Myocardial work in hypertensive patients with and without diabetes: An echocardiographic study

Marijana Tadic, Cesare Cuspidi, Biljana Pencic, Guido Grassi, Vera Celic

Research output: Contribution to journalArticlepeer-review


We aimed to investigate myocardial performance using pressure-strain loops in hypertensive patients with and without type 2 diabetes mellitus (DM). This cross-sectional study included 165 subjects (55 controls, 60 hypertensive patients without DM, and 50 hypertensive patients with DM) who underwent complete two-dimensional echocardiographic examination (2DE) including two-dimensional speckle-tracking echocardiography. Pressure-strain curve was used to determine global myocardial work index, constructive work, wasted work, and work efficiency in all study participants. Left ventricular (LV) longitudinal and circumferential strains gradually reduced from controls throughout hypertensive subjects to patients with DM and hypertension. Global myocardial work index gradually increased from controls, throughout hypertensive patients to subjects with hypertension and DM (1887 ± 289 vs 2073 ± 311 vs 2144 ± 345 mm Hg%, P =.001). Constructive work increased in the same direction (2040 ± 319 vs 2197 ± 344 vs 2355 ± 379 mm Hg%, P <.001). Work efficiency and wasted work did not differ between three observed groups. Glycosylated hemoglobin and systolic blood pressure were associated with global myocardial work and constructive work independently of age, body mass index, LV structural and functional parameters in all hypertensive participants. In conclusion, pressure-strain curve showed that myocardial work was significantly affected by hypertension and diabetes. Diabetes demonstrated an additional negative effect on myocardial work in hypertensive patients.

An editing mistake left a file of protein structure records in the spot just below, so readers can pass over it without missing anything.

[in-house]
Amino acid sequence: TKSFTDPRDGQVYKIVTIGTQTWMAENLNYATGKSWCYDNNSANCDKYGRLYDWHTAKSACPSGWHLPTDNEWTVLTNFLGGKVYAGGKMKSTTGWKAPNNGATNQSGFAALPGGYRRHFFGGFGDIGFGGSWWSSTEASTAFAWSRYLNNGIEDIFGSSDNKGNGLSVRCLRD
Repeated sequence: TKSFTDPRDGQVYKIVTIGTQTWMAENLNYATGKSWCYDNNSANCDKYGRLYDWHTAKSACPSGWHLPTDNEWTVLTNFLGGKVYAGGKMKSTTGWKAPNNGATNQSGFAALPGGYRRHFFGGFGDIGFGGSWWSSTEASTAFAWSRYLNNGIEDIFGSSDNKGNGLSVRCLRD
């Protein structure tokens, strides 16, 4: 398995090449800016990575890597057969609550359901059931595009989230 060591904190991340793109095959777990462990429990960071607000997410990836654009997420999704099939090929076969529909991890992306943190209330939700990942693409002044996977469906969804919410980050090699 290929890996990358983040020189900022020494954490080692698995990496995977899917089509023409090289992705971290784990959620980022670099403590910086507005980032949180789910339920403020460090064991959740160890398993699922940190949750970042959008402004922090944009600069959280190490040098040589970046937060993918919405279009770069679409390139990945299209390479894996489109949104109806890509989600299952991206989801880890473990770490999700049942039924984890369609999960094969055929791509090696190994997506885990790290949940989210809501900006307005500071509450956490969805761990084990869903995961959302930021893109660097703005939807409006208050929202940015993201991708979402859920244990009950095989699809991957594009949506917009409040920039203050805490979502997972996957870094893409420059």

Original languageEnglish
Pages (from-to)2121-2127
Number of pages7
JournalJournal of Clinical Hypertension
Issue number11
Publication statusPublished - Nov 2020


  • diabetes
  • hypertension
  • left ventricle
  • myocardial work

ASJC Scopus subject areas

  • Internal Medicine
  • Endocrinology, Diabetes and Metabolism
  • Cardiology and Cardiovascular Medicine


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